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Opioid prescribing is rising in many countries

BMJ 2019; 367 doi: (Published 17 October 2019) Cite this as: BMJ 2019;367:l5823

Related article

BMJ opinion: Prescription drugs are no cure for deprivation

  1. Blair H Smith, professor of population health science1,
  2. Emma H Fletcher, consultant in public health2,
  3. Lesley A Colvin, professor of pain medicine1
  1. 1Division of Population Health and Genomics, School of Medicine, University of Dundee, Dundee, UK
  2. 2NHS Tayside, Dundee, UK
  1. Correspondence to: B H Smith b.h.smith{at}

Chronic pain strategies must be embedded within broader efforts to tackle deprivation

Opioids are effective in managing acute and cancer pain.1 However, their effectiveness in chronic pain is uncertain, with limited evidence of consistent pain relief beyond 12 weeks. Tolerance and opioid induced hyperalgesia can develop, leading to prescription of higher doses with minimal benefit.2 In addition, adverse effects occur with prolonged use and higher doses, including dependency, overdose (intentional and unintentional), cardiovascular events, and impaired respiratory, endocrine, and immune functioning.34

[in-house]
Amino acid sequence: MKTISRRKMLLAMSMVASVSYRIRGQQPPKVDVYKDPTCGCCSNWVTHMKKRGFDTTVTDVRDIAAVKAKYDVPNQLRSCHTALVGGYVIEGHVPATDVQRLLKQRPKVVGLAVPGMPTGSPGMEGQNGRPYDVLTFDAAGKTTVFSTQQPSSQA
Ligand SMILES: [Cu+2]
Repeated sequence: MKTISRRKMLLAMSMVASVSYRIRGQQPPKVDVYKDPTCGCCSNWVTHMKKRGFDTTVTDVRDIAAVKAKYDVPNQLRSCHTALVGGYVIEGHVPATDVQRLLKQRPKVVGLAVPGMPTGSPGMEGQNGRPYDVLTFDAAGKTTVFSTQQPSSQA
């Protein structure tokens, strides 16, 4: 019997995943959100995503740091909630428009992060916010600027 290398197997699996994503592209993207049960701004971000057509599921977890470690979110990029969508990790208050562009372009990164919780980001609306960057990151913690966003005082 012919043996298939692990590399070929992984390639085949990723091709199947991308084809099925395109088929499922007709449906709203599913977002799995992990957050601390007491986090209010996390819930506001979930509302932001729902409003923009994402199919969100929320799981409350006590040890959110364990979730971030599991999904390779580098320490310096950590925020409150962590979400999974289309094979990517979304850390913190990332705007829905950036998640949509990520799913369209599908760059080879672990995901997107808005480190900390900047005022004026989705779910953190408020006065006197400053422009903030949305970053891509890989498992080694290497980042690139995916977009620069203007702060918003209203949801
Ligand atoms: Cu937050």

The United States is currently in the middle of a so called opioid epidemic. Its causes are complex but include an ageing population with increased risk of chronic pain, changes in prescribing practice with new opioid formulations, changes in recommendations about opioid use for chronic pain, and aggressive marketing by drug companies (including direct marketing to patients) that overstated the benefits and misrepresented the potential dangers.5

Although marketing may have a less prominent effect outside the US, there are indications that opioid prescribing is increasing worldwide, with considerable variation among and within …

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